Given the agitation evident amongst the Iridium Queen’s crew over the appearance of the Guard Amethyst, a combination of a Traffic Control investigation (into a retro-written illegal manoeuvre) and a policy of staying pretty much aboard while in dock seems a likely explanation as to why there was no encounter – this time.

Anyway, the Iridium Queen is now bound for a new area of space – Ektra and the Kamperelian Republic – where, surely, adventure and daring do must be done.


  1. Cool.
    Hey in your games, how long for a Jump Drive to spin up? I am aware of the rules for plotting a jump but assuming a jump is plotted, could someone just jump right out of a combat, for instance? Just wanting to get your impressions.
    I'm also interested in the logging of the jump buoy, keeping track of where ships are heading. Guess it would be handy skip tracing. Any sources on buoys, their operation, etc? Or is it your own creation? If so, cool idea and makes a lot of sense, adds realism.

    1. Oooh, what good questions :) Now, these are just ideas for my Traveller universe, but if you like the flavour then please adapt them.

      Jump Drive Spin Up - depending on the version of Traveller you use, the amount of time required to prep the drive for jump is either not stated (Classic Traveller) or is implied (Classic Traveller High Guard), or is possibly defined in microscopic detail (MegaTraveller's Starship Operations Guide).

      I've always viewed Jump Drives as giant capacitors. The actual action of Jumping requires a huge amount of energy to propel the ship from our energy state universe into a higher energy state. Civilian Jump Drives generate this energy as they spin up and power up their Jump grids, storing the excess energy until it is released to create the Jump bubble and insert the ship into the energy state required for the Jump. Military grade Jump Drives do this whole "power up the grids and jump" thing a lot quicker as when they have to move, they really have to move.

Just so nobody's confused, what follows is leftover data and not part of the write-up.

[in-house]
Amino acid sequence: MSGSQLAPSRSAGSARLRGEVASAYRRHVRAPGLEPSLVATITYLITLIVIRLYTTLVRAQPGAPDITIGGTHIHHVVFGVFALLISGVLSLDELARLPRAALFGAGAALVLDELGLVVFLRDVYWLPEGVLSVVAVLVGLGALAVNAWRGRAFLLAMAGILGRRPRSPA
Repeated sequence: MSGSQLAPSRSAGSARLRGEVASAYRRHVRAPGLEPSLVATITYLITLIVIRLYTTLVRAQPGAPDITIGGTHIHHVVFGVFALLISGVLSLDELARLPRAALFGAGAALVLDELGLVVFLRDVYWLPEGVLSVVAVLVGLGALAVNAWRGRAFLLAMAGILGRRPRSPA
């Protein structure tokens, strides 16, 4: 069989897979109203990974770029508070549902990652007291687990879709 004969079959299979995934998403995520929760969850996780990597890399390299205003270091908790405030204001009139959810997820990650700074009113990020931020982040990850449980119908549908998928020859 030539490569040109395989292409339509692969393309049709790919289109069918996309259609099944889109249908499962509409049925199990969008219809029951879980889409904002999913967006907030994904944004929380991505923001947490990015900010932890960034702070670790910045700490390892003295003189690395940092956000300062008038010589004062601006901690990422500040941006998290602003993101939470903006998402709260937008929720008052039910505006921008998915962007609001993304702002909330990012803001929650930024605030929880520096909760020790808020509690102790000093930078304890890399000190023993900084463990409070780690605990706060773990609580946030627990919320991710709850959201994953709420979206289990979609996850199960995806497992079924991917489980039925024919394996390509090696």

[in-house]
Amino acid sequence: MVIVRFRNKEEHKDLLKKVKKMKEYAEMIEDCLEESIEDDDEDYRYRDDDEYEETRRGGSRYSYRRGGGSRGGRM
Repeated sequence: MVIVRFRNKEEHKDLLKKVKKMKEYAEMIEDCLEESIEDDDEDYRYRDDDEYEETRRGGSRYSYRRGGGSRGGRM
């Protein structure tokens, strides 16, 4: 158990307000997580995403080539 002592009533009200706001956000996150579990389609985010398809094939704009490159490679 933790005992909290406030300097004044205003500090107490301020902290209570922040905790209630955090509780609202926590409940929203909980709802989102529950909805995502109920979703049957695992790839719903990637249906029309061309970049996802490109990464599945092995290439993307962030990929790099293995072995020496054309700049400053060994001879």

Classic Traveller High Guard states that a military ship can jump in one turn (20 minutes) if its Power Plant number is twice the Jump number being attempted (ie a ship with Power Plant 8 can Jump in one turn if it is attempting Jump 4 or less). As this crash Jump takes all the power output, most military ships will jump after two turns (40 minutes) or break off under manoeuvre drive before Jumping. For a civilian ship, I would say that the drive spins up in 1d3 turns (ie 20 minutes to 60 minutes) reduced by 10 minutes per point over 8+ the Engineer makes his/her Drive Engineer roll. Of course, the civilian ship might begin Spin Up prior to reaching their 100 diametres+ Jump point, but if the drive reaches capacity prior to the Jump Point then you run the risk of Miss-Jump and/or drive damage.

      The Jump Buoy idea actually comes from CJ Cherryh's excellent Alliance/Union series (Downbelow Station and Tri-point are particularly excellent for Traveller atmosphere) and her Compact Space series (Pride of Chanur, etc, which are also excellent source material for Aslan). Given light speed communications lag, I assume a series of buoys in the Jump Zones, all routed through COACC and Traffic Control that provide in and out-bound ships data snapshots of moving objects in the system.

      Not all systems have them. I'm thinking A and B Starports with main world populations of tens of millions + will have extensive Jump Zone traffic control purely for the amount of shipping that will be passing through.

      While the buoy would provide details for skip tracers, the information would be old by the time it was accessible, and it might not be 100% accurate. But at least it would be something, providing a probability cone pointing in one direction as opposed to "no freaking idea". A bit like traffic CCTV cameras on modern motorways.

    2. I have wanted to read Downbelow station for a while. Right now I am finishing up Daugherty's Yesterday's Heros.